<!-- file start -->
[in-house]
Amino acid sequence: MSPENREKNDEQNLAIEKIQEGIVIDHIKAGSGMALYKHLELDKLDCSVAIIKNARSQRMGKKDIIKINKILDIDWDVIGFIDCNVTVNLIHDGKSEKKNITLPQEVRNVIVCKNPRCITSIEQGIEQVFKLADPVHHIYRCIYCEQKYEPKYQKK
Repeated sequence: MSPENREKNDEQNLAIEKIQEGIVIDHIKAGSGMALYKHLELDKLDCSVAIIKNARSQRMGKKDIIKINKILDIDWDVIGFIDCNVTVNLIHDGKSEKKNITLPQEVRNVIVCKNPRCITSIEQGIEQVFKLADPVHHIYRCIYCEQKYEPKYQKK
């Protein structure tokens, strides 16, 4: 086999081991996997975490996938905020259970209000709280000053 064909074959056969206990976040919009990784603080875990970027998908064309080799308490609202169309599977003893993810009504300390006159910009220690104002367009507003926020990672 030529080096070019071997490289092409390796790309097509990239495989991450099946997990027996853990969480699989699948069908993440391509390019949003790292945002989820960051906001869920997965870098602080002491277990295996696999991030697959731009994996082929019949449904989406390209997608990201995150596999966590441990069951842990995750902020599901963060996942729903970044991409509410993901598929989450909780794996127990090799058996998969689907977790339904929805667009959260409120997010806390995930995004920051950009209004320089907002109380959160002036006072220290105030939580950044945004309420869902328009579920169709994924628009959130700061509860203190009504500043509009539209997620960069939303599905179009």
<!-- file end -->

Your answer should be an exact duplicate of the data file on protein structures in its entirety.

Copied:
[in-house]
Amino acid sequence: MSPENREKNDEQNLAIEKIQEGIVIDHIKAGSGMALYKHLELDKLDCSVAIIKNARSQRMGKKDIIKINKILDIDWDVIGFIDCNVTVNLIHDGKSEKKNITLPQEVRNVIVCKNPRCITSIEQGIEQVFKLADPVHHIYRCIYCEQKYEPKYQKK
Repeated sequence: MSPENREKNDEQNLAIEKIQEGIVIDHIKAGSGMALYKHLELDKLDCSVAIIKNARSQRMGKKDIIKINKILDIDWDVIGFIDCNVTVNLIHDGKSEKKNITLPQEVRNVIVCKNPRCITSIEQGIEQVFKLADPVHHIYRCIYCEQKYEPKYQKK
């Protein structure tokens, strides 16, 4: 086999081991996997975490996938905020259970209000709280000053 064909074959056969206990976040919009990784603080875990970027998908064309080799308490609202169309599977003893993810009504300390006159910009220690104002367009507003926020990672 030529080096070019071997490289092409390796790309097509990239495989991450099946997990027996853990969480699989699948069908993440391509390019949003790292945002989820960051906001869920997965870098602080002491277990295996696999991030697959731009994996082929019949449904989406390209997608990201995150596999966590441990069951842990995750902020599901963060996942729903970044991409509410993901598929989450909780794996127990090799058996998969689907977790339904929805667009959260409120997010806390995930995004920051950009209004320089907002109380959160002036006072220290105030939580950044945004309420869902328009579920169709994924628009959130700061509860203190009504500043509009539209997620960069939303599905179009």